Technology helps transform Trillium Health care

Trillium Health Centre’s new $100-million West Wing, a showcase of evidence-based hospital design, officially opened in Mississauga, Ont., last week.

The 190-bed in-patient wing encourages healing by taking all aspects of recovery into consideration – from the physical rooms themselves to increased visits from family and friends to the efficiency of health-care workers.

“Patients report feeling like they are at a spa, not a hospital. And they are getting more bedside attention from their nurses, because of the decentralized care model and wireless nurse call devices,” said Trillium president and CEO Janet Davidson in an issued press release.

The West Wing is participating in a five-year research study as part of The Centre for Health Design’s Pebble Project, which promotes improving the quality of health care through architecture and design.

Trillium will measure outcomes such as patient satisfaction, medication use, nursing satisfaction, workflow efficiency, time required to access data, bed turnaround times, internal patient transfers, response times and length of stay.

“Evidence-based hospital design is a growing movement in new hospital constructions. There is plenty of published data supporting the notion that physical environments impact the delivery of health care, especially where it comes to patient outcomes, but also where it comes to health-care workers’ emotional exhaustion and stress,” said Davidson.

Large windows in every patient room increases natural sunlight, which studies have linked to higher recovery rates. Peace and quiet is promoted by directing staff pages and calls to wireless devices instead of loudspeakers in the halls.

Fifty per cent of the beds are located in private rooms. Semi-private rooms provide the illusion of privacy with separate entrances, screens and beds angled at 45 degrees.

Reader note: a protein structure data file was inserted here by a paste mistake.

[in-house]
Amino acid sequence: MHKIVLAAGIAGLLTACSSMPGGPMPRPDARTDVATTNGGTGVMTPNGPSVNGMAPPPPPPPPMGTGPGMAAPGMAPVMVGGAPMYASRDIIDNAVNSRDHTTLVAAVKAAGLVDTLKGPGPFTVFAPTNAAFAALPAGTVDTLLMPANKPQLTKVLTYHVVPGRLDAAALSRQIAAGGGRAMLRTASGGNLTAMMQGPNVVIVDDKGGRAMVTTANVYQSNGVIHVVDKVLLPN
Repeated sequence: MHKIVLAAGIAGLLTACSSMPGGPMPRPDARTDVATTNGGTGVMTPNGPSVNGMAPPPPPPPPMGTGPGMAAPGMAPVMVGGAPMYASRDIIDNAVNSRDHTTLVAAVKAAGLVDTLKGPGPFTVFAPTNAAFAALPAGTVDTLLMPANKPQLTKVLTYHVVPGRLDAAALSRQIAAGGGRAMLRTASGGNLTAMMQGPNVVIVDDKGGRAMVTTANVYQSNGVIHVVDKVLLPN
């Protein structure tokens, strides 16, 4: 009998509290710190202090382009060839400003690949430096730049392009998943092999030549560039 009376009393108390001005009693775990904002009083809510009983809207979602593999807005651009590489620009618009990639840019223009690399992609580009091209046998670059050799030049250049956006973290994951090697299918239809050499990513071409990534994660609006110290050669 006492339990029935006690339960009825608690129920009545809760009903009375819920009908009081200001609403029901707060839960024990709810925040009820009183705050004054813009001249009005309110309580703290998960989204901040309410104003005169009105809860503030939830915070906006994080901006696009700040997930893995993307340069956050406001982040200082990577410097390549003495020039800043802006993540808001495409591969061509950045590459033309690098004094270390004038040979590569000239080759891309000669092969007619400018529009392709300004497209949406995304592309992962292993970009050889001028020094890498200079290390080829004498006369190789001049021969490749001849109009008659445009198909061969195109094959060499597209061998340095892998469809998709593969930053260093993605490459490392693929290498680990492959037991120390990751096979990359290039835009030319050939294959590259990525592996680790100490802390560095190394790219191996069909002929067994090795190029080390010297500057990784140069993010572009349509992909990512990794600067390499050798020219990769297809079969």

The rooms also feature increased space for visitors to help family and friends feel more comfortable during their stay. Visits are further encouraged by the placement of “quiet rooms” for family members on every floor, as well as a gym, conference room, designated therapy/education room and patient lounge areas.

All rooms include wireless Internet access and arm-mounted televisions, which patients can use to activate cable and paid premium channels.

The entire wing is barrier-free and every room includes wheelchair accessible washrooms and showers. A separate seamless bacteria-resistant handwashing sink for staff and visitors is built into each room to reduce the spread of infection.

Operating on the decentralized patient care model, the wing is also equipped with wireless networks, an integrated communications infrastructure and a variety of electronic input devices.

Nurses receive calls from patients on mobile devices from Cisco Systems Inc., which allows them to immediately react to requests rather than waste time walking to patient rooms first. If a nurse is unavailable, the patient will automatically be re-routed to another.

Electronic whiteboards replace traditional whiteboards at nurse stations and provide legible patient data, schedules, alerts and test results in real time. Portable computing systems, called Workstations on Wheels (WOWs), roll directly up to patient beds.

“We are going to be able to aggregate all of that information to a single system that’s going to give us a pulse for the entire organization – where the beds are, where rooms need to be cleaned, which patients are out of their rooms that will be coming back – all of that is really a new science of patient logistics that is growing,” said Beno

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